Then in 1893 the stock market crashed. The railroad "bubble" (overbuilding railroads, and relying on shaky financing to do it) burst. The "Panic of 1893" was, at the time, the worst economic depression the United States had ever experienced. 150 railroads closed. There was massive unemployment. Pullman cut his workers' wages by 25 percent or more. He did not, however, reduce the rents he charged his workers for living in Pullman, Illinois.

The next year, 1894, 4,000 Pullman employees went on a wildcat strike: "wildcat" because it wasn’t authorized by the workers’ trade union officials, which was because they didn’t have any trade union officials, which was because Pullman didn’t allow labor unions. Then organizers for Eugene Debs' American Railway Union came in and signed up many of the striking workers, and the Pullman strike spread. Soon 100,000 railroad workers across the country were refusing to handle trains with Pullman cars.

The strike shut down much of the nation's freight and passenger traffic west of Detroit. Various sympathy strikers prevented transportation of goods by walking off the job, obstructing railroad tracks or threatening and attacking the replacement workers the railroads sought to hire. At its peak, the strike involved 250,000 workers in 27 states.

Pullman called up his friend and fellow railroad director, United States Attorney General Richard Olney. With President Grover Cleveland's backing, troops were sent to Chicago. The federal government secured a federal court injunction against the union, Debs, and the top leaders ordering them to stop interfering with trains that carried mail cars. They refused. The Army moved in to stop the strikers from obstructing the trains.

Violence broke out in a number of cities: millions of dollars in damages and 30 people were killed. The Army broke the strike. Debs went to prison for violating a court order. The railroads fired and black-listed all the employees who had supported the strike.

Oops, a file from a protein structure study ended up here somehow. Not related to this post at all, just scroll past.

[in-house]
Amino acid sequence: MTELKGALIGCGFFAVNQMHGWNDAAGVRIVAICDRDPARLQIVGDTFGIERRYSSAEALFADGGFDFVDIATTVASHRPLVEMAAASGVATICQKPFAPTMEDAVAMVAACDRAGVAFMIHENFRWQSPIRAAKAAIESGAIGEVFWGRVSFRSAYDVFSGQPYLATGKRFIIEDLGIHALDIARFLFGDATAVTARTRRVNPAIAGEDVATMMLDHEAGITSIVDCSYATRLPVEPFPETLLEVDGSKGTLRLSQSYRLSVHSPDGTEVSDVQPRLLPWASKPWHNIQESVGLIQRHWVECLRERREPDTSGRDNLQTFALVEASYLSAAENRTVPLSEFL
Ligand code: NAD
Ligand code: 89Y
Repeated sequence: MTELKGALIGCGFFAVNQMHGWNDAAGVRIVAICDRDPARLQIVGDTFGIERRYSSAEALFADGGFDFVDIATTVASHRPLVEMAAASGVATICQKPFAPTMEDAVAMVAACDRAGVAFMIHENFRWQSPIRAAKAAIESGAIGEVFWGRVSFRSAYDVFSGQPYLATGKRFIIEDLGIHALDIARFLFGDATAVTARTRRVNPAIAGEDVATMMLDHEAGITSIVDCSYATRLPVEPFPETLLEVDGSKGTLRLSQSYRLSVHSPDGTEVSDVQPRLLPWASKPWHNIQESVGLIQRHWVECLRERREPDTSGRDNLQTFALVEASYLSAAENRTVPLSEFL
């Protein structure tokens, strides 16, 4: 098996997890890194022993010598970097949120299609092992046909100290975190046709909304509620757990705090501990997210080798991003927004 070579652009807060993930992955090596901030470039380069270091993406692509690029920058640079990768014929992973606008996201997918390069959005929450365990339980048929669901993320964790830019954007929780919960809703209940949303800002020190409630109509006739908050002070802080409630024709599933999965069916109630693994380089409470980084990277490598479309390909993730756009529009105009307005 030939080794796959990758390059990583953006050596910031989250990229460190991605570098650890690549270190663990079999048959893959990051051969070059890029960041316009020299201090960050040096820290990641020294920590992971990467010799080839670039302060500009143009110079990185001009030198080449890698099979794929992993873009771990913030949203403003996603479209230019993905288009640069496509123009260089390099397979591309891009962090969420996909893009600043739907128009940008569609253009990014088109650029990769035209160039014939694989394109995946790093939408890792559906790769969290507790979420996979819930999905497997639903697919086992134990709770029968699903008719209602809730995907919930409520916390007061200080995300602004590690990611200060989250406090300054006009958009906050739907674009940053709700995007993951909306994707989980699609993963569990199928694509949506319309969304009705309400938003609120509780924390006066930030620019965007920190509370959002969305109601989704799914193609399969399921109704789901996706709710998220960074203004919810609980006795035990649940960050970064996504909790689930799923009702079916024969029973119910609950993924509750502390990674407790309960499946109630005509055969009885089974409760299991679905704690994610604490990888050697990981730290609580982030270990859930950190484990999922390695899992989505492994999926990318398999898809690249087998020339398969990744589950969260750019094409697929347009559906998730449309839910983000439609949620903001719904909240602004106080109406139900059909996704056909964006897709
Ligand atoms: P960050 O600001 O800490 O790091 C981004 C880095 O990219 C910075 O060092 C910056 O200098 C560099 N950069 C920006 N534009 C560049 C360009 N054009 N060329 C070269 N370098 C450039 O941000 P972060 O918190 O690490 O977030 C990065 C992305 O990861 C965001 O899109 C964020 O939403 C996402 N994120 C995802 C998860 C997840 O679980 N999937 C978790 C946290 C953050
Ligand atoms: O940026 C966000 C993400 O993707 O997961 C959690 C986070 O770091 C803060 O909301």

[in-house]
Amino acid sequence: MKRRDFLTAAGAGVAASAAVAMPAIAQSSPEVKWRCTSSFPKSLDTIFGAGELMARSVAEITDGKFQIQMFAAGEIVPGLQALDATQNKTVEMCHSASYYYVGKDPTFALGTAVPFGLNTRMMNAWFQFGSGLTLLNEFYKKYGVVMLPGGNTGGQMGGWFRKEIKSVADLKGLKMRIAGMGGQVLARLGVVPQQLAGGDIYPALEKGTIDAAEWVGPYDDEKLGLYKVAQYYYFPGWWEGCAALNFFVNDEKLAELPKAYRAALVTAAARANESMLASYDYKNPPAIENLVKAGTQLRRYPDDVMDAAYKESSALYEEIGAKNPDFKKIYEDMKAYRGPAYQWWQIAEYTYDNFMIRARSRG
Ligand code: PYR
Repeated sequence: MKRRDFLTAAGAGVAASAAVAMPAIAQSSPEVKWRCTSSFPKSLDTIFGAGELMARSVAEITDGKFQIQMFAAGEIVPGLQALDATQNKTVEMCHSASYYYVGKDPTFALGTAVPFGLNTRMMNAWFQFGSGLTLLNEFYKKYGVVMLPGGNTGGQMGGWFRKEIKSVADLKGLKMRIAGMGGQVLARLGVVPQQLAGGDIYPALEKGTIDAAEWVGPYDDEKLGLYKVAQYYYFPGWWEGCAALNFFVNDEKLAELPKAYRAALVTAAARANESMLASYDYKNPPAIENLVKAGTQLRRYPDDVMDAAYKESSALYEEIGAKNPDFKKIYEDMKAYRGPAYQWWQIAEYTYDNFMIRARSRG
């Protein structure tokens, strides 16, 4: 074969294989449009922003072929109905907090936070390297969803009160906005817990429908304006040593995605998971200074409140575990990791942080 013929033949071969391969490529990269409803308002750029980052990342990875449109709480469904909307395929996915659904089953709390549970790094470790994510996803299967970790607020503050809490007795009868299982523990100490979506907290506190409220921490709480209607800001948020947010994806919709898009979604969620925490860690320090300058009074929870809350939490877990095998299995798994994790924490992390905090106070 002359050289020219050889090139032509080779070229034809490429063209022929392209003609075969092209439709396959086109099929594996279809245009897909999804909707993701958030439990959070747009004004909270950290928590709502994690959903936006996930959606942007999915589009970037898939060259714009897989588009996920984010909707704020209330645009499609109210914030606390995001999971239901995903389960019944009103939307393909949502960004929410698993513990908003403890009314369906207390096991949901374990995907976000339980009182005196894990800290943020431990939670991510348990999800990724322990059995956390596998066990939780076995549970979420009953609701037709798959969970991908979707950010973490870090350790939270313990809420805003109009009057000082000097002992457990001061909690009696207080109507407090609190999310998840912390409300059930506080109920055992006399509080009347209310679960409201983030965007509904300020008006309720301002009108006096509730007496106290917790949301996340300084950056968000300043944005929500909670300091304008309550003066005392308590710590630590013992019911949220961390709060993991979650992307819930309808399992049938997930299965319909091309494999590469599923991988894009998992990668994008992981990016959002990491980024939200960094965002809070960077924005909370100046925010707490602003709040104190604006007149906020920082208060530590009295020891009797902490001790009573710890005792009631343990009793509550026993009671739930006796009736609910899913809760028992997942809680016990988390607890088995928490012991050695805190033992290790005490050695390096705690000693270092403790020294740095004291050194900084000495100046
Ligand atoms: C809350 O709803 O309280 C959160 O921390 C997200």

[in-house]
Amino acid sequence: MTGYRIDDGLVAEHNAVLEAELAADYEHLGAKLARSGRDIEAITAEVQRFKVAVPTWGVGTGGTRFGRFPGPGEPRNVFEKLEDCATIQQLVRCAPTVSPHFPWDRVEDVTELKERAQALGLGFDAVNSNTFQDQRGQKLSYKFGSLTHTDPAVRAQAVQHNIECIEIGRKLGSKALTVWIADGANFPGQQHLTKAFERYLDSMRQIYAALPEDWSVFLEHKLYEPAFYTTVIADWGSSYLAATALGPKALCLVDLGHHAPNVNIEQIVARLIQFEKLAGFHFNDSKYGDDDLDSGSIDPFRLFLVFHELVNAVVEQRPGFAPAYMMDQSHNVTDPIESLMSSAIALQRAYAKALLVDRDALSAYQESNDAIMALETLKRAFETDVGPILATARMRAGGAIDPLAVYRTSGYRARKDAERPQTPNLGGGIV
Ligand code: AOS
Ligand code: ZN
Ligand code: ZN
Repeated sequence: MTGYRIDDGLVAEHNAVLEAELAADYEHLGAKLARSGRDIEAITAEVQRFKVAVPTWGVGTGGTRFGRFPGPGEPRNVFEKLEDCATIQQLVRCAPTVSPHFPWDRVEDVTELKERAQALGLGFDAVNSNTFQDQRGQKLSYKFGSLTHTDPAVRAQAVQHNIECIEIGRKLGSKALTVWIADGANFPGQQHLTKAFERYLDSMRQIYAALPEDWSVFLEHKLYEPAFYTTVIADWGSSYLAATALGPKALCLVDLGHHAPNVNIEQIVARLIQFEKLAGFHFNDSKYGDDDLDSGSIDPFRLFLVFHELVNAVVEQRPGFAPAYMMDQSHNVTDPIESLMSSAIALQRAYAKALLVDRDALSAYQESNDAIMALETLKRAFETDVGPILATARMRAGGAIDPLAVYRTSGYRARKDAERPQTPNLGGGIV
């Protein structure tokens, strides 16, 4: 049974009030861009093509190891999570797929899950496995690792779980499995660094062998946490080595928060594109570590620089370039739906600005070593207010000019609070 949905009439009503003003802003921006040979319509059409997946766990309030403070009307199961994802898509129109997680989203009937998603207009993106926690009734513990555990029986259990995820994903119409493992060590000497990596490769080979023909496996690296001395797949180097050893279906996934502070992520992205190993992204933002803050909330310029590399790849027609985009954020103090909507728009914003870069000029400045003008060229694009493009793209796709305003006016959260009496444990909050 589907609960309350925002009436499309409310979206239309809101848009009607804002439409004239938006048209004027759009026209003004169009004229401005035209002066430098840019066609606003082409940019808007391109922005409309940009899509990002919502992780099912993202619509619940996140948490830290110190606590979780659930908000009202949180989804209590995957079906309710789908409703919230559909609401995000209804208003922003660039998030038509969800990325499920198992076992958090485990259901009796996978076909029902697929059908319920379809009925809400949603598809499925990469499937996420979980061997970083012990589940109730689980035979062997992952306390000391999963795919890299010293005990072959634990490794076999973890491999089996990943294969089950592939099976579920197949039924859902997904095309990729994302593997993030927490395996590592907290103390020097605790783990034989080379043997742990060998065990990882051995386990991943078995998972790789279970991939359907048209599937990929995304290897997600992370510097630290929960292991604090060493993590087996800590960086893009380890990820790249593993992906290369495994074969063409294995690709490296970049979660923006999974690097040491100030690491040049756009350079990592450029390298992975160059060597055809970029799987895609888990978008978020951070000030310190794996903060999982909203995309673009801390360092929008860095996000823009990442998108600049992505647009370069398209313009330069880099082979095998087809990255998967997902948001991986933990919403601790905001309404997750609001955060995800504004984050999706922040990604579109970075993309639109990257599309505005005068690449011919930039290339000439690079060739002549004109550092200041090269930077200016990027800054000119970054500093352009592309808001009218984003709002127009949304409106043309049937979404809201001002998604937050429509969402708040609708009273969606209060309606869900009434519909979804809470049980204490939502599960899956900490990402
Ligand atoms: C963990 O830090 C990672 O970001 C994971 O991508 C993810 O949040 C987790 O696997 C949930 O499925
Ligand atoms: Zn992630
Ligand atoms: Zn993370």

As soon as the strike was over and the trains were running, President Cleveland and Congress moved to make conciliation to organized labor. Six days after the 1894 Pullman strike ended, legislation was pushed through Congress declaring that the first Monday of September was a Federal holiday, Labor Day.

So we have Labor Day as a consolation prize after the Feds sent in troops to protect corporate interests and break up a strike. It was a bone to try to head off further conflict. And they put it in September, instead of giving official recognition to the more widely known International Workers Day on May 1, because they wanted to pull attention away from the more radical labor movements.

Every Labor Day, let us remember this story of the origin of the holiday.

The story of conflict between "management" (the wealthy, the controllers of capital) and people whose labor they want to make use of (whether slaves, indentured servants, or laborers) is the central and on-going story of our country. This is who we are as a people.

Labor Union membership peaked in the 1940s and 50s, and has been declining ever since. Meanwhile, the percentage of all workers whose incomes fall below the poverty threshold was 4.7% in 2000, and rose to a peak of 7.2% in 2010. Since then, it’s down very slightly, and holding about steady at 7.0% of all workers earning poverty wages. On the weekend for celebrating labor, let’s remember the 10.5 million who labor but whose pay is so low that they remain in poverty.

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This is part 2 of 3 of "Going Into Labor"
See also
Part 1: Labor Day, Holy Day
Part 3: He Got the Optimism, Not the Humility


Labor Day, Holy Day

Going Into Labor, part 1

The three-day Labor Day weekend celebrates the economic and social contributions of workers. Many of us get the day off from work or classes and are glad to have a chance to gather with friends, have a cook-out. It’s a chance to have a good time. For Labor Day, we honor and celebrate: Labor.

At the same time, Western civilization happens to inherit a tradition in which labor is punishment. In the Genesis story, the original humans ate “of the tree of the knowledge of good and evil,” and Yahweh kicked them out of paradise, and gave them labor: gender-specific labor.

The woman’s labor is childbearing. Genesis says:
“I will greatly increase your pangs in childbearing; in pain you shall bring forth children.” (Gen. 3:16)